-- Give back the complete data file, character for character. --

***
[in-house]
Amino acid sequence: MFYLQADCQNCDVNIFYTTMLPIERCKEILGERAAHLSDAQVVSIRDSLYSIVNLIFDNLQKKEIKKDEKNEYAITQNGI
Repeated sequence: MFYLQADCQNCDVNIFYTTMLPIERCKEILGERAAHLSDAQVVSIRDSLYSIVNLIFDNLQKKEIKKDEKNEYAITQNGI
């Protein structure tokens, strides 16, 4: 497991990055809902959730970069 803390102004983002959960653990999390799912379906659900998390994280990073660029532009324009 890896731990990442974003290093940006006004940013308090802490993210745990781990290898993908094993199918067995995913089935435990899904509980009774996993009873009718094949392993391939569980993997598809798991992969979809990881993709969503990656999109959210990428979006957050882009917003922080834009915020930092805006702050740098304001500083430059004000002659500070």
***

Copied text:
[in-house]
Amino acid sequence: MFYLQADCQNCDVNIFYTTMLPIERCKEILGERAAHLSDAQVVSIRDSLYSIVNLIFDNLQKKEIKKDEKNEYAITQNGI
Repeated sequence: MFYLQADCQNCDVNIFYTTMLPIERCKEILGERAAHLSDAQVVSIRDSLYSIVNLIFDNLQKKEIKKDEKNEYAITQNGI
């Protein structure tokens, strides 16, 4: 497991990055809902959730970069 803390102004983002959960653990999390799912379906659900998390994280990073660029532009324009 890896731990990442974003290093940006006004940013308090802490993210745990781990290898993908094993199918067995995913089935435990899904509980009774996993009873009718094949392993391939569980993997598809798991992969979809990881993709969503990656999109959210990428979006957050882009917003922080834009915020930092805006702050740098304001500083430059004000002659500070």